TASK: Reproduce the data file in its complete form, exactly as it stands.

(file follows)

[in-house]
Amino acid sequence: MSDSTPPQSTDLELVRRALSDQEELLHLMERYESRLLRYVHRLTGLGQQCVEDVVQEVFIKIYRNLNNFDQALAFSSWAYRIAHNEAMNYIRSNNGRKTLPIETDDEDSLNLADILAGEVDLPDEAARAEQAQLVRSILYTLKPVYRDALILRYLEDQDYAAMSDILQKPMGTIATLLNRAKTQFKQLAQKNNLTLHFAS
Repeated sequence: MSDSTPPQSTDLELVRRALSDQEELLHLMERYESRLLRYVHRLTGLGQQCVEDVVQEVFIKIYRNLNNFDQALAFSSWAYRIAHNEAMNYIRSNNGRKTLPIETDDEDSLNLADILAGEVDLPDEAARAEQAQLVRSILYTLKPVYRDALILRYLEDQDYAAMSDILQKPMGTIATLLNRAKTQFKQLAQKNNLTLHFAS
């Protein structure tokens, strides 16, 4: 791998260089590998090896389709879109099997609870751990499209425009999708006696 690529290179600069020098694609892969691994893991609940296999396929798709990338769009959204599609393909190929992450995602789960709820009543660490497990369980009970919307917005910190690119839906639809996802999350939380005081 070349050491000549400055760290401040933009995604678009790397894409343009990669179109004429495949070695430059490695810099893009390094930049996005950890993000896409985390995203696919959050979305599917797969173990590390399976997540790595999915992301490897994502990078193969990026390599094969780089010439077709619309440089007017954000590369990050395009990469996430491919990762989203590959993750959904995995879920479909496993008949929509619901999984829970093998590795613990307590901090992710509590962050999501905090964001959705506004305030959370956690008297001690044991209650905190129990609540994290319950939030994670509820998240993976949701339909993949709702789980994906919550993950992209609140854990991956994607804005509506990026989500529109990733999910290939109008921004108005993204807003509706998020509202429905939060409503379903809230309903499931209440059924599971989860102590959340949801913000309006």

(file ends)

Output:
[in-house]
Amino acid sequence: MSDSTPPQSTDLELVRRALSDQEELLHLMERYESRLLRYVHRLTGLGQQCVEDVVQEVFIKIYRNLNNFDQALAFSSWAYRIAHNEAMNYIRSNNGRKTLPIETDDEDSLNLADILAGEVDLPDEAARAEQAQLVRSILYTLKPVYRDALILRYLEDQDYAAMSDILQKPMGTIATLLNRAKTQFKQLAQKNNLTLHFAS
Repeated sequence: MSDSTPPQSTDLELVRRALSDQEELLHLMERYESRLLRYVHRLTGLGQQCVEDVVQEVFIKIYRNLNNFDQALAFSSWAYRIAHNEAMNYIRSNNGRKTLPIETDDEDSLNLADILAGEVDLPDEAARAEQAQLVRSILYTLKPVYRDALILRYLEDQDYAAMSDILQKPMGTIATLLNRAKTQFKQLAQKNNLTLHFAS
């Protein structure tokens, strides 16, 4: 791998260089590998090896389709879109099997609870751990499209425009999708006696 690529290179600069020098694609892969691994893991609940296999396929798709990338769009959204599609393909190929992450995602789960709820009543660490497990369980009970919307917005910190690119839906639809996802999350939380005081 070349050491000549400055760290401040933009995604678009790397894409343009990669179109004429495949070695430059490695810099893009390094930049996005950890993000896409985390995203696919959050979305599917797969173990590390399976997540790595999915992301490897994502990078193969990026390599094969780089010439077709619309440089007017954000590369990050395009990469996430491919990762989203590959993750959904995995879920479909496993008949929509619901999984829970093998590795613990307590901090992710509590962050999501905090964001959705506004305030959370956690008297001690044991209650905190129990609540994290319950939030994670509820998240993976949701339909993949709702789980994906919550993950992209609140854990991956994607804005509506990026989500529109990733999910290939109008921004108005993204807003509706998020509202429905939060409503379903809230309903499931209440059924599971989860102590959340949801913000309006």